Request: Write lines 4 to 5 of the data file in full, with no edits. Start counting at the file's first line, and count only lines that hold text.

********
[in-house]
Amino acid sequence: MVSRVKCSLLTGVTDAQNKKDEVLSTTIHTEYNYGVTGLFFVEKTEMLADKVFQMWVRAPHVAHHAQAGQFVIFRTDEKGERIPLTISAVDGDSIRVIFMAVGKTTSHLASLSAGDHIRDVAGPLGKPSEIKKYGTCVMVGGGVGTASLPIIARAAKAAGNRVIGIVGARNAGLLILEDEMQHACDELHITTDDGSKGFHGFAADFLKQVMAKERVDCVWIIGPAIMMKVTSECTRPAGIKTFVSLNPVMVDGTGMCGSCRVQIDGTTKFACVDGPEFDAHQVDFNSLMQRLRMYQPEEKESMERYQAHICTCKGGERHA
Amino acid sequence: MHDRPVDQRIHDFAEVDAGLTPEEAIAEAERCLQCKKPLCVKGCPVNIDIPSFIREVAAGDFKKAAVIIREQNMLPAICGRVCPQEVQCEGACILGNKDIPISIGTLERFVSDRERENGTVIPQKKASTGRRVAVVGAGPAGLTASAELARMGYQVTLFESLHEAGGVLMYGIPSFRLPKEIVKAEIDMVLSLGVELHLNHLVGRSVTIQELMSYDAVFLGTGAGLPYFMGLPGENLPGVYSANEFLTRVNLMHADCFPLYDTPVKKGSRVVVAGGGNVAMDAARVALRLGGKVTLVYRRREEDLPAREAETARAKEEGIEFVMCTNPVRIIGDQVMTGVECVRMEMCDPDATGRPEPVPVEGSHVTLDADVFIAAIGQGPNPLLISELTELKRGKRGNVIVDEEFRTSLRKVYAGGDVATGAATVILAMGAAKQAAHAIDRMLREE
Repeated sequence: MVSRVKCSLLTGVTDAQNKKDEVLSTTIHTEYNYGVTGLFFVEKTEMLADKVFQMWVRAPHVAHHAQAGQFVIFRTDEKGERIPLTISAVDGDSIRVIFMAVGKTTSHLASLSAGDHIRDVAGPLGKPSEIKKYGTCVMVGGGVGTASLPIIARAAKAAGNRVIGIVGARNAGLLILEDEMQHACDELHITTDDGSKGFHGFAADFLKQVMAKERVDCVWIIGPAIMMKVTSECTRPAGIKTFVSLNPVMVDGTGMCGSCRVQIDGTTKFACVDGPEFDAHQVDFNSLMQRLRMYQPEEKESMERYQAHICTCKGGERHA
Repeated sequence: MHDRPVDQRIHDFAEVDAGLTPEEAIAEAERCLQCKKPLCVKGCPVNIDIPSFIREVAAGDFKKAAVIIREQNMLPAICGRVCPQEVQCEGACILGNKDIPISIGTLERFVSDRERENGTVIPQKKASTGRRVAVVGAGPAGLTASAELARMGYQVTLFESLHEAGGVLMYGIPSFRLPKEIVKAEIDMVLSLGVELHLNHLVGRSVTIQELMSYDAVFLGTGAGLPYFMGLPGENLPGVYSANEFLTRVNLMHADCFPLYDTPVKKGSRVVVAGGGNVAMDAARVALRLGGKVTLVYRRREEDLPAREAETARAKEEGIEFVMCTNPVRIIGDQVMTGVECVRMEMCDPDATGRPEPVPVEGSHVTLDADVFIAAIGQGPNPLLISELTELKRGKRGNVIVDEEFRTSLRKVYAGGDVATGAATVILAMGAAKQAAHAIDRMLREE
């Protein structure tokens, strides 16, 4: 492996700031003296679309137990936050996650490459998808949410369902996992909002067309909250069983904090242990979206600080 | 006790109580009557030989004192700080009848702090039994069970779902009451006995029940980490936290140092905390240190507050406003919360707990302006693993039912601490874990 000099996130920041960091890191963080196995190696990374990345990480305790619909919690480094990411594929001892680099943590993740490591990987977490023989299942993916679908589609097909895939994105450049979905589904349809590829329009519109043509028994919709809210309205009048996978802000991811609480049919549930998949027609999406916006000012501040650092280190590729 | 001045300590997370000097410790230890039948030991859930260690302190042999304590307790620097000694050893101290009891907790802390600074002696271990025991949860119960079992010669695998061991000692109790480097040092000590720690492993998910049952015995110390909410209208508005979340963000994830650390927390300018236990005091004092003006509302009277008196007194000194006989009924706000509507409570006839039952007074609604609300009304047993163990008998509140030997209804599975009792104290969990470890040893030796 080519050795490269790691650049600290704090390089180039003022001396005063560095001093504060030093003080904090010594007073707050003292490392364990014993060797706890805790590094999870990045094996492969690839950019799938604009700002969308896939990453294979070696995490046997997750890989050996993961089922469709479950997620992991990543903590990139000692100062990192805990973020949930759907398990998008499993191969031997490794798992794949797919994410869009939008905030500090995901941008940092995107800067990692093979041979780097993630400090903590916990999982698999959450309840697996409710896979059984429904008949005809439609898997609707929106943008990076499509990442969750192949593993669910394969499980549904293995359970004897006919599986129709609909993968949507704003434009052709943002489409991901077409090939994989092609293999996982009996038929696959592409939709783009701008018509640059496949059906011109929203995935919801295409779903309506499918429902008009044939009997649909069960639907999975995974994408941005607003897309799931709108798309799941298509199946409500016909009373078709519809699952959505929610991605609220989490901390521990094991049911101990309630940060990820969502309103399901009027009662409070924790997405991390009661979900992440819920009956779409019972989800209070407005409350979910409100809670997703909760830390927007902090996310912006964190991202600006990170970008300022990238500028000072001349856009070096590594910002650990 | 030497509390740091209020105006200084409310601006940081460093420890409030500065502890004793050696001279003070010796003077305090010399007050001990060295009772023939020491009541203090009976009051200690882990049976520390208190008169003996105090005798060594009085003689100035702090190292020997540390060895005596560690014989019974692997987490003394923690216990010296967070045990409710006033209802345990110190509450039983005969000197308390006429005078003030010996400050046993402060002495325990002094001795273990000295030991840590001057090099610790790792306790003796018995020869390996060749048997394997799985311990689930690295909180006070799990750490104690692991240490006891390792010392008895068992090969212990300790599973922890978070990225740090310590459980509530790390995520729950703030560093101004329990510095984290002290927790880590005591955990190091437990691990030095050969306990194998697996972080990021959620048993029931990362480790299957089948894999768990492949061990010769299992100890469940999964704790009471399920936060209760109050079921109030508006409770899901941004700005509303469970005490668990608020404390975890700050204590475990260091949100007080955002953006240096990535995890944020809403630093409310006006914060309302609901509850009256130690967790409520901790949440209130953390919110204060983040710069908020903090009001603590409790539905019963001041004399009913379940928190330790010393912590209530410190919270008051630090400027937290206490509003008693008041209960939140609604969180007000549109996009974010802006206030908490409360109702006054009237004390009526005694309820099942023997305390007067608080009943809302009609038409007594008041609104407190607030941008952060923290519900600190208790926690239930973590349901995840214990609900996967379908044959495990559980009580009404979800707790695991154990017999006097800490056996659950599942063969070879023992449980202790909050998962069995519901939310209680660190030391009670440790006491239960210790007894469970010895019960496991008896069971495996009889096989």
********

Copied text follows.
Repeated sequence: MVSRVKCSLLTGVTDAQNKKDEVLSTTIHTEYNYGVTGLFFVEKTEMLADKVFQMWVRAPHVAHHAQAGQFVIFRTDEKGERIPLTISAVDGDSIRVIFMAVGKTTSHLASLSAGDHIRDVAGPLGKPSEIKKYGTCVMVGGGVGTASLPIIARAAKAAGNRVIGIVGARNAGLLILEDEMQHACDELHITTDDGSKGFHGFAADFLKQVMAKERVDCVWIIGPAIMMKVTSECTRPAGIKTFVSLNPVMVDGTGMCGSCRVQIDGTTKFACVDGPEFDAHQVDFNSLMQRLRMYQPEEKESMERYQAHICTCKGGERHA
Repeated sequence: MHDRPVDQRIHDFAEVDAGLTPEEAIAEAERCLQCKKPLCVKGCPVNIDIPSFIREVAAGDFKKAAVIIREQNMLPAICGRVCPQEVQCEGACILGNKDIPISIGTLERFVSDRERENGTVIPQKKASTGRRVAVVGAGPAGLTASAELARMGYQVTLFESLHEAGGVLMYGIPSFRLPKEIVKAEIDMVLSLGVELHLNHLVGRSVTIQELMSYDAVFLGTGAGLPYFMGLPGENLPGVYSANEFLTRVNLMHADCFPLYDTPVKKGSRVVVAGGGNVAMDAARVALRLGGKVTLVYRRREEDLPAREAETARAKEEGIEFVMCTNPVRIIGDQVMTGVECVRMEMCDPDATGRPEPVPVEGSHVTLDADVFIAAIGQGPNPLLISELTELKRGKRGNVIVDEEFRTSLRKVYAGGDVATGAATVILAMGAAKQAAHAIDRMLREE